Trap music dominates in rap right now, regardless of language, and each month Cultura explores the Latin side of hip-hop's hottest sound.
A. CHAL wants what we’re having. Already fairly tall to begin with, the Latin trap vocalist stands awkwardly on a wooden chair to address the influencers, tastemakers, and industry types gathered here at Baby Brasa, a somewhat luxe Peruvian spot occupying the downtown Manhattan space once held by Sex and the City fave Sushisamba, his frizzy mop of black hair threatening the ceiling. "I would’ve come here anyway for the food," he says, eyeballing the appetizers on the tables below.
For a release event marking the Exotigaz EP, A. CHAL’s first Epic Records project longer than a single, the assembly of predominantly Latinx players feels markedly different than the usual hip-hop music setup. Then again, how could it not? After all, when one of the biggest songs of 2018 was a Spanglish single led by a Dominican rapper from the Bronx, the idea of a Peruvian hip-hop act raised in Queens having next can no longer be dismissed outright. We’re through the looking-glass here, people, and nearly two years after "Despacito"—still ceaselessly charting at Billboard—there’s more than enough quantitative evidence that Latinx artists command a formidable domestic listenership both within and outside of Spanish-speaking communities. Reggaeton and dembow crossed over onto the Hot 100 enough times in the past twelve months that both the jargon and, indeed, the very notion of crossing over feel wholly antiquated.
As DJ Snake’s "Taki Taki" with Ozuna and Bad Bunny’s "MIA" with Drake prove genuine hits that will likely endure into the winter months, 2019 seems primed for someone like A. CHAL to break out. Of course, being signed to a major label certainly doesn’t hurt his prospects. Even before the release this month of Exotigaz, his earlier single "Love N Hennessy" landed enough radio pickup to appear on Billboard's R&B/Hip-Hop Airplay and Rhythmic Songs, with the track featuring on the latter chart for 14 total weeks. That small victory coincided with his Epic signing this spring, though the track first dropped almost a year prior and received remix treatment with 2 Chainz and Nicky Jam verses this January.A bilingual affair, its ratio of English-to-Spanish varying from song to song, Exotigaz makes a strong case for A. CHAL’s ability to roll with the likes of Anuel AA and J Balvin stateside. Opener "Type" sports the same rhythmic swing as Rae Sremmurd’s "Guatemala," albeit with added hypnagogic production traits. He switches up his flow between detached rap monotone and deeply engaged R&B urgency on "Dejalo," a subdued slapper that recalls OVO Sound’s mellower offerings. Those Partynextdoor vibes continue through "Indigo Girl," though later cuts like "Pump Fake" and the bassbin testing "Exotica" negate copycat claims. Over a mere six songs, he showcase a range that positions him well for getting to that next level.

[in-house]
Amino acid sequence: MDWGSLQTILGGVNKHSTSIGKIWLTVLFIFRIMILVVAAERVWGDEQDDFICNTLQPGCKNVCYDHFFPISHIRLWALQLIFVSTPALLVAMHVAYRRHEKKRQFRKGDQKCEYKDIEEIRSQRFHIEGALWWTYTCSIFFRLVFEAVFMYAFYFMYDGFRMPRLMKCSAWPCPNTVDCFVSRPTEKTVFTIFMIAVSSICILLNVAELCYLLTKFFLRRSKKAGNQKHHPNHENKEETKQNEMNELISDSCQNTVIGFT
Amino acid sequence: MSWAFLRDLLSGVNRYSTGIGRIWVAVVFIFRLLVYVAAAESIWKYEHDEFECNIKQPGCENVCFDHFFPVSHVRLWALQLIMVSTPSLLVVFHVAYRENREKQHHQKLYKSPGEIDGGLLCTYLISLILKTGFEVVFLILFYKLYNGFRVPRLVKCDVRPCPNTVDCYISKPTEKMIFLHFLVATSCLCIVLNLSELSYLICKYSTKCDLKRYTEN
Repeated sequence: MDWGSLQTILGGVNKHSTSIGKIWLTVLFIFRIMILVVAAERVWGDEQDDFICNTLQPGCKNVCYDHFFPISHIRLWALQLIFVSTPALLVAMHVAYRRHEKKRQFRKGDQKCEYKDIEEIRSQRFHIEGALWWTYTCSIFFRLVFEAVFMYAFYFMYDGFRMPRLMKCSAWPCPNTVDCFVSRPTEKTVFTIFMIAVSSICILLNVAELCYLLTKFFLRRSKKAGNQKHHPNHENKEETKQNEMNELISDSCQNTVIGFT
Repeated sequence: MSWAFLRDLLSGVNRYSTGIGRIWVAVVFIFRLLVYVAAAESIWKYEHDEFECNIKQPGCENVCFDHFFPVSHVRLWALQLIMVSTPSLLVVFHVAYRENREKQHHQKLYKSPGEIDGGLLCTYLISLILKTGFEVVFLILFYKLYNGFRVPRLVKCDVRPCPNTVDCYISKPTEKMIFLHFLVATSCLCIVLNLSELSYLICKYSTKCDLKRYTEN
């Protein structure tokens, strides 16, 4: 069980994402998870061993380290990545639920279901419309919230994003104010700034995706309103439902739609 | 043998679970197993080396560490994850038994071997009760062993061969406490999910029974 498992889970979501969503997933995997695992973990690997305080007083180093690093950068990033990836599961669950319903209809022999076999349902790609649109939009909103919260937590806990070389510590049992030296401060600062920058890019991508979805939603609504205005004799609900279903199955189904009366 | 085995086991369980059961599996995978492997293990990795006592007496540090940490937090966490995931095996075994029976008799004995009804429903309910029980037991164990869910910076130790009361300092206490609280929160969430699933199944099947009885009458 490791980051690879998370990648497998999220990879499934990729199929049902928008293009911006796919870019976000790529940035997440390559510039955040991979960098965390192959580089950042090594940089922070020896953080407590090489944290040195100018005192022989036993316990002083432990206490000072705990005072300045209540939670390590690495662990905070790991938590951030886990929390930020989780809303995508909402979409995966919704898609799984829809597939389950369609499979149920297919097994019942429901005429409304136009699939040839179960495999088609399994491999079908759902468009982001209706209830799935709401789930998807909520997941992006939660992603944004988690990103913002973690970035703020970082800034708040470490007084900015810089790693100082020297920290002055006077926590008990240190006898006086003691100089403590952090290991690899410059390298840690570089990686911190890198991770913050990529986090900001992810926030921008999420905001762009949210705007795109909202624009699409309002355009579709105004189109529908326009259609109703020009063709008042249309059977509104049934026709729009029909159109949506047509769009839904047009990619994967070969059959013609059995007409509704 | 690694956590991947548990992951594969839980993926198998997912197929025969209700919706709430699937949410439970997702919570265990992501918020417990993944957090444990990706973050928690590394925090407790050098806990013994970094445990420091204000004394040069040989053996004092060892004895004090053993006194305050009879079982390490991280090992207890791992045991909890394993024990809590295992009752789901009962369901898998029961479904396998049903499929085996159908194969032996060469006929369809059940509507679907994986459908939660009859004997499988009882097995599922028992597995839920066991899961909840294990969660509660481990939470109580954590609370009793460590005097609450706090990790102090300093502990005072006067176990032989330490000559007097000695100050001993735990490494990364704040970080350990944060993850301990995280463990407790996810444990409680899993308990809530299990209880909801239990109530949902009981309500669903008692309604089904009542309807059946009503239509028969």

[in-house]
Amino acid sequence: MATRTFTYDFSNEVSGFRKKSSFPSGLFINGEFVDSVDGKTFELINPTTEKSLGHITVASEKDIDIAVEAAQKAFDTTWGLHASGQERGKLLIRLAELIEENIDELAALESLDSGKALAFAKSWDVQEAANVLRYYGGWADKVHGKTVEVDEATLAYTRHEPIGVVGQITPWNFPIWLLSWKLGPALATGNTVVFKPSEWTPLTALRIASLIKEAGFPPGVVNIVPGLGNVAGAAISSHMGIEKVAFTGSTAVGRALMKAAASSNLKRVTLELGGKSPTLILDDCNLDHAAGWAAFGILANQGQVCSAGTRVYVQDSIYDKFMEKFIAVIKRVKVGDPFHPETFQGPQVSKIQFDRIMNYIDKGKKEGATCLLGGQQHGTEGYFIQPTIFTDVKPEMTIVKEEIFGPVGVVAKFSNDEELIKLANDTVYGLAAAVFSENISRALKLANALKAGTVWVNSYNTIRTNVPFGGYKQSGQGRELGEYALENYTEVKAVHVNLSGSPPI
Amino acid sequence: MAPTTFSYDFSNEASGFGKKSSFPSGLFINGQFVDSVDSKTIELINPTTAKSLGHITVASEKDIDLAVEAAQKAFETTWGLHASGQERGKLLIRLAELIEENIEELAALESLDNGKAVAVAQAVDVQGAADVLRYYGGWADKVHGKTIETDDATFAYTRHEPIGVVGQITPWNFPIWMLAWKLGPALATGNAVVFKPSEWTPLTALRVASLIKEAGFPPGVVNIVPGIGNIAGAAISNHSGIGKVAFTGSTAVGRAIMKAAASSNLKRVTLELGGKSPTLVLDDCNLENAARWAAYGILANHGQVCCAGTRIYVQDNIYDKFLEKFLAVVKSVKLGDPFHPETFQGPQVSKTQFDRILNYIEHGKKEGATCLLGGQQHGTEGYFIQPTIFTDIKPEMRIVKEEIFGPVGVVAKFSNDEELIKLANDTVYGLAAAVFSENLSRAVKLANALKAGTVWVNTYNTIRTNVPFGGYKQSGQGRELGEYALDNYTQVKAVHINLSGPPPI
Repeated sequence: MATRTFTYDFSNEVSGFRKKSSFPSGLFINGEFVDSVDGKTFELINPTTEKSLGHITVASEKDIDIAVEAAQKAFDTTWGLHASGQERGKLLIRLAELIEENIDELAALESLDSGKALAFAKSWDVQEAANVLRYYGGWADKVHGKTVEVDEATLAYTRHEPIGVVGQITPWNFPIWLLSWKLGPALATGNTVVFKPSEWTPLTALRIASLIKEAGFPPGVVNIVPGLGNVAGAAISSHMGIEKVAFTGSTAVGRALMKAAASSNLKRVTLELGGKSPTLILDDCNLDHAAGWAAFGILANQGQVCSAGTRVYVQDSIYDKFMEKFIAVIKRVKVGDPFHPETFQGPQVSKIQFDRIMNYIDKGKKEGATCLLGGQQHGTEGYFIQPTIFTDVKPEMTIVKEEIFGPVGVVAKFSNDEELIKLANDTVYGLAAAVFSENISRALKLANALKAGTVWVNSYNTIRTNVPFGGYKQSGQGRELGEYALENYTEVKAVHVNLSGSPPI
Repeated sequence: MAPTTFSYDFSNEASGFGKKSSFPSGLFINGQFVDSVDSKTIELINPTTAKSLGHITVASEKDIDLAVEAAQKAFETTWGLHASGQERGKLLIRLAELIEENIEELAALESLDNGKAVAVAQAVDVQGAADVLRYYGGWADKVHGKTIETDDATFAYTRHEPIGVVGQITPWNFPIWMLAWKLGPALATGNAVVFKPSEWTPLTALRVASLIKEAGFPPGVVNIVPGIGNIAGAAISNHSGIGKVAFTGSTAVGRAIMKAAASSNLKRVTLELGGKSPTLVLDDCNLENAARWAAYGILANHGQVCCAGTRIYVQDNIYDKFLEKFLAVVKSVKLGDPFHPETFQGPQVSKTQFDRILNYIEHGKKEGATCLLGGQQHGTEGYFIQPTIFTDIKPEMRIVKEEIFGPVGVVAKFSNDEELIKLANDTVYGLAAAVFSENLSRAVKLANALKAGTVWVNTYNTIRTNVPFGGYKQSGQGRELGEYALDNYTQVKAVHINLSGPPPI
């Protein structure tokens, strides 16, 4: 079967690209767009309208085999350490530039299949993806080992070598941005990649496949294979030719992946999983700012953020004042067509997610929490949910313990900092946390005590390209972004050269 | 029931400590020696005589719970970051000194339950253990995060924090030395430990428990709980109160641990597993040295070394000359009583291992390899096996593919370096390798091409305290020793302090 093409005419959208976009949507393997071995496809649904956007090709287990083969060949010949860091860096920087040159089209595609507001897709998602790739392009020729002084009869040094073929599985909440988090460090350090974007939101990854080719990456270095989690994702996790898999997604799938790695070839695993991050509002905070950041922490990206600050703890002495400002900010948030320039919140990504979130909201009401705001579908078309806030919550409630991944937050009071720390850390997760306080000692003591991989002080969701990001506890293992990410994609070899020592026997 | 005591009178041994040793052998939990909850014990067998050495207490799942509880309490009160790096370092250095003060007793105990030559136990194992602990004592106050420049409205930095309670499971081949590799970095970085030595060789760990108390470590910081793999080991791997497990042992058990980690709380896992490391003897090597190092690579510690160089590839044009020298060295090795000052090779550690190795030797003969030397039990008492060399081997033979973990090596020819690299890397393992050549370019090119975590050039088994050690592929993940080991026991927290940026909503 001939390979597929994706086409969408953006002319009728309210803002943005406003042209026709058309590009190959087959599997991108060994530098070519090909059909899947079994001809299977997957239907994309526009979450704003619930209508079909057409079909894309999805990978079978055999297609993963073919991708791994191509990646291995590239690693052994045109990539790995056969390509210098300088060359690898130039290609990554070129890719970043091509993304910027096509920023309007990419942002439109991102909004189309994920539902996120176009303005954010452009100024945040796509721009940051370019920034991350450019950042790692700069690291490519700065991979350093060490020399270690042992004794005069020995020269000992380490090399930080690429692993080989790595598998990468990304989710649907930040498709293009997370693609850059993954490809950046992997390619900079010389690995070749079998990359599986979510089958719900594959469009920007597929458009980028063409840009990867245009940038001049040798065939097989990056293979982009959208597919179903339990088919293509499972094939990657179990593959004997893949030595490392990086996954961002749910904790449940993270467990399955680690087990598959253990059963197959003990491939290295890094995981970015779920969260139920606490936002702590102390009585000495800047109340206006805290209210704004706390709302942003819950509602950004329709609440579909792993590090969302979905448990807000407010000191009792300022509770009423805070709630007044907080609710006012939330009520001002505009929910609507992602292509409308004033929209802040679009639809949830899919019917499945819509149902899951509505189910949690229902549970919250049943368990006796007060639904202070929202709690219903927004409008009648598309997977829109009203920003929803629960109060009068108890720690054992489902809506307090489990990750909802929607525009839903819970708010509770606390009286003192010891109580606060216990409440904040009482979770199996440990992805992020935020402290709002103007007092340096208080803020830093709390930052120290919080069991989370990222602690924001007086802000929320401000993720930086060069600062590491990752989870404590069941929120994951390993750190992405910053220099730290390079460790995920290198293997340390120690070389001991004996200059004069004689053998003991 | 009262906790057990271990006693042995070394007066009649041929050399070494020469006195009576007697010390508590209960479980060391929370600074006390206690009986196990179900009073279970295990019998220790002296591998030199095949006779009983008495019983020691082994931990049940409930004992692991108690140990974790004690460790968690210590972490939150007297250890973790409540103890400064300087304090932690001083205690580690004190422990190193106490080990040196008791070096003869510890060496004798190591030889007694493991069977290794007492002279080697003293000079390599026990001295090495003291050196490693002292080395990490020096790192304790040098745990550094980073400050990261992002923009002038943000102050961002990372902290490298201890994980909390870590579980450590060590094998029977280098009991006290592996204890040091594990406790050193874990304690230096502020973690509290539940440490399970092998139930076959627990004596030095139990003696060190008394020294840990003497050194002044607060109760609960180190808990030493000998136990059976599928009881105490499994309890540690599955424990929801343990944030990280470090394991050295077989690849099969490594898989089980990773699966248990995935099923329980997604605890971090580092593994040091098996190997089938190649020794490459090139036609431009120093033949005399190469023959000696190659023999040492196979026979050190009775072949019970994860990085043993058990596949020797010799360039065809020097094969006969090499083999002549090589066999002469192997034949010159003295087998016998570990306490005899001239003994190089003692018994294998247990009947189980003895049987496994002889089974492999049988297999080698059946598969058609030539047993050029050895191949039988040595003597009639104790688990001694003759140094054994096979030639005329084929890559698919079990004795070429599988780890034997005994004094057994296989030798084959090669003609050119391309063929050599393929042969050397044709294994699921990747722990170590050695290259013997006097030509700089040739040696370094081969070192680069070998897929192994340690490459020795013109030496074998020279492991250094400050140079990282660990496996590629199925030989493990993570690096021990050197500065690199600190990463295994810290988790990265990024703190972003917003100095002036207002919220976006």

Anyone doubting A. CHAL’s connection to Latin trap need only peep the handful of cuts he dropped ahead of Exotigaz. Previously featured on the Future-helmed Superfly cinematic reboot soundtrack back in June, his "La Dueña" returned last month as a revised standalone with rapper Darell, best known for his role on this year's Hot 100 charting urbano posse cut "Te Boté." This month, he features on Fuego’s "Dancin," the latest from the seasoned urbano artist whose discography boasts work with Pitbull and Rick Ross. Both tracks fit seamlessly into the trap en español movement, hardly diminished by his pop potential.As the appetizers are cleared, making way for a spread of faithful and fanciful Peruvian entrees, A. CHAL finds his place at the head of a table, finally getting a taste. Surrounded by his overt supporters and those who, on at least some level, have a stake in seeing a young Latinx artist thrive, one hopes the rest of the country develops an appetite for him in 2019.
Los Favoritos Del Mes:
Amenazzy and Noriel - Dios Bendiga
With a touch of blasphemy, the Caribbean duo give thanks and praise to the Almighty for their good fortune, both in spite of and due to bad behavior, while giving murderous side eye to those praying for their downfall.
Juaco, Dvice, and Sou El Flotador - Corazón Negro
Established traperos Dvice and Mr. Fly cap a prolific year of solid singles together and apart by bestowing their respective cosigns on Juaco for this opaque banger.
Meek Mill featuring Melii - Wit The Shits
The Philly rapper showed love to Latin trap by putting his former Maybach Music labelmate Anuel AA on “Uptown Vibes,” but it’s this Championships deep cut with boisterous Harlemite Melii that cements his urbano ally status.
Menor Menor, Mr. Perez, and Myke Towers - La Solicitud
Two of Carbon Fiber’s hottest upstarts tack on one of Puerto Rico’s most consistent spitters to tell the tale of a bizarre love triangle Rashomon style.
Tali Goya - Check
Formerly of the Billboard Tropical charting duo Tali & Messiah, the Washington Heights bred Dominican fills his latest solo one-off with drug and gun talk well suited to the sparse, ominous beat.
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This article originally appeared on Noisey US.